Paul had established the church in Thessalonica a couple of years earlier and wrote this letter to be delivered by Timothy in order to provide hope in the midst of persecution and to provide clarity concerning the Second Coming of Christ. A question was arising – what happens to Christians who die before Christ’s return?
Key Verses: (NIV)
9: “How can we thank God enough for you in return for all the joy we have in the presence of our God because of you?” – Paul, successful in establishing this church, thanks God for the joy he feels because of the work God is doing through the Thessalonians.
10: “Night and day we pray most earnestly that we may see you again and supply what is lacking in your faith.” – Paul had not spent much time with the Thessalonians when he had first established the church. He prayed fervently that God would allow him the opportunity to reconnect with these people and provide them the additional training they needed for being Christians.
12: “May the Lord make your love increase and overflow for each other and for everyone else, just as ours does for you.” – Paul is teaching and modeling the importance of love within a Christian community.
13: “May He strengthen your hearts so that you will be blameless and holy in the presence of our God and Father when our Lord Jesus comes with all His holy ones.” – Referring to the process of sanctification, Paul stresses the importance of focusing on God and the preparation of holiness within our lives while waiting for Christ’s return.
Points to Contemplate:
Are you satisfied with how God is using you? Do you grow impatient?
Paul sensed an uneasiness and impatience in the Thessalonian church that things were not happening as quickly as they had hoped. Do you recognize the joy that others experience because of your faithfulness? Do you rejoice in the little victories and the moments of holiness? Or do you allow the trials, tribulations, frustrations and feelings of impatience dominate? Can you accept that the things God is asking you to do in your life mesh beautifully into His overall plan? That His plan is good and that you are playing an important role? Can you rejoice in this?
Do you pray fervently “night and day?” When you read the letters from Paul, do you catch these little phrases that are designed to model, for you, a pathway to holiness? When an issue is troubling you, do you go to God in prayer unceasingly? Do you awake in the morning with a prayer on your heart? Do you give pause in the middle of your busy day to give Him your love? Is His presence always foremost in your mind? Do you read the Bible, Christian literature, and magazine articles that could provide you with inspiration and answers? Do you journalize your prayer needs, keeping track of how God is answering your prayers? Do you kiss Him good night and thank Him for all His blessings as you lay down to the rest He has prepared for you each night?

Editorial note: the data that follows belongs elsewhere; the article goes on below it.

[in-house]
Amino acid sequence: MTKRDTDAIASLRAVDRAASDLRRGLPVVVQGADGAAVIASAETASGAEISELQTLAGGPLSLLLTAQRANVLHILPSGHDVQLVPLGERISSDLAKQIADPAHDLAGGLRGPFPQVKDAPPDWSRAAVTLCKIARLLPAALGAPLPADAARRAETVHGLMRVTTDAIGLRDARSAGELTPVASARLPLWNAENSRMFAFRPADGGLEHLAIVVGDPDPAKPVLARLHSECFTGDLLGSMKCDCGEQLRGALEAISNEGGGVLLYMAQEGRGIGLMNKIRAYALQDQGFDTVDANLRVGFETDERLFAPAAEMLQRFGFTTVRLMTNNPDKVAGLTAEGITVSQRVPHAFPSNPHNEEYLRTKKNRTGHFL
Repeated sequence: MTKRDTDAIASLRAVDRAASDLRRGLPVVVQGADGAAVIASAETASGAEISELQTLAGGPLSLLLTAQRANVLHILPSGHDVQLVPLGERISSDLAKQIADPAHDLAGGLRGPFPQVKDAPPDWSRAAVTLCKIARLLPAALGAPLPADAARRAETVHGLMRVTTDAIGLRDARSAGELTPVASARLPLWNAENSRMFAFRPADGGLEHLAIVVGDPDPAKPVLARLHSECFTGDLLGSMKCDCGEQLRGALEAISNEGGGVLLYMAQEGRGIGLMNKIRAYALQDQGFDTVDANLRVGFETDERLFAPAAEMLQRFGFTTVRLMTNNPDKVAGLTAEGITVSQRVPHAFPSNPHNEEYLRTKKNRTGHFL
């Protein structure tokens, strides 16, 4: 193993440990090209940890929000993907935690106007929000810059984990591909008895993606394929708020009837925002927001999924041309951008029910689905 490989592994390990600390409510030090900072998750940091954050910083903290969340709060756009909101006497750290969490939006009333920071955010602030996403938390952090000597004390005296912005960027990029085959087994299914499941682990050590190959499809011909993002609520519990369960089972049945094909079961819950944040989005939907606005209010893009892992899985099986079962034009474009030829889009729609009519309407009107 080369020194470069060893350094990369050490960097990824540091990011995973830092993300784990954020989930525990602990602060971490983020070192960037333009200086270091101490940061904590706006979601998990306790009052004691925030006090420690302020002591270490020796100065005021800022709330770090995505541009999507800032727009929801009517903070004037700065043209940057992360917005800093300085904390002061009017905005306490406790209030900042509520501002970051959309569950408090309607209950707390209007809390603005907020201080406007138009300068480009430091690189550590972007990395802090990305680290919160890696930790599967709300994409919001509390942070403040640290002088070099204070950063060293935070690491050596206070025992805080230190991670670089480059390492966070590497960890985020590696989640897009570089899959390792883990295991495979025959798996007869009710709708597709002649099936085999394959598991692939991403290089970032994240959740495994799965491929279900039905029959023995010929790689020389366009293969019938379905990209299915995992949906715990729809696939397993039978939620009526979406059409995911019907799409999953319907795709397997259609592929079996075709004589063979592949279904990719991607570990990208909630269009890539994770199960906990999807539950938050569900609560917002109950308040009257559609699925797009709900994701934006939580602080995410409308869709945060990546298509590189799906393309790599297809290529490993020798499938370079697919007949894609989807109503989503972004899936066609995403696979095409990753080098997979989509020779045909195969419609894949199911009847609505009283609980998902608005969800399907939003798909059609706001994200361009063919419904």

Does your “love increase and overflow?” In First Corinthians, Paul has written that love is the greatest characteristic of a Christian. Jesus taught us the Great Commandments: to love God and to love one another. Is your love growing? Is learning to love one another a pathway towards holiness? Or do we grow to love because we have become more holy? Can love be used as a measuring stick for your faith development? Do you pray fervently that God will help you to love more fully? That He will erase the darkness in your heart that keeps you from loving others?
Are you filled with worry and anxiety about the future? Do you wonder if Christ will return? Do you fret about God and if His kingdom will ever come? Paul advised against such worry and, instead, suggested that you should pray for God to “strengthen your hearts so that you will be blameless and holy.” Do you ask God to fill you with hope? Do you have faith in the future that He has in mind? Can this faith and hope that He instills in your heart strengthen you for the difficult times you face in your life? Can you release your worry into His hands and receive His Peace in exchange? Promises of the Gospel:
Doris Day advised us in the 1950s that we should not worry about the future: “Que sera, sera. Whatever will be, will be.” In general, however, as a society, we have grown hardened to such idealistic thinking. We laugh about the simplistic the-sun-will-come-out-tomorrow view of the world. Or, we chastise the concept as being naïve and immature. We are more sophisticated than that now. We have broader intellectual capabilities. We can fix things. We can make things happen. Paul doesn’t argue against action but he does suggest that our hope for a brighter tomorrow lies in our ability to love. When the storm clouds of life gather, if any hope is to be found, it will be found in the promises that God is eternally faithful and the future He has in store is bright.
For this first week in Advent, we light the Candle of Promise.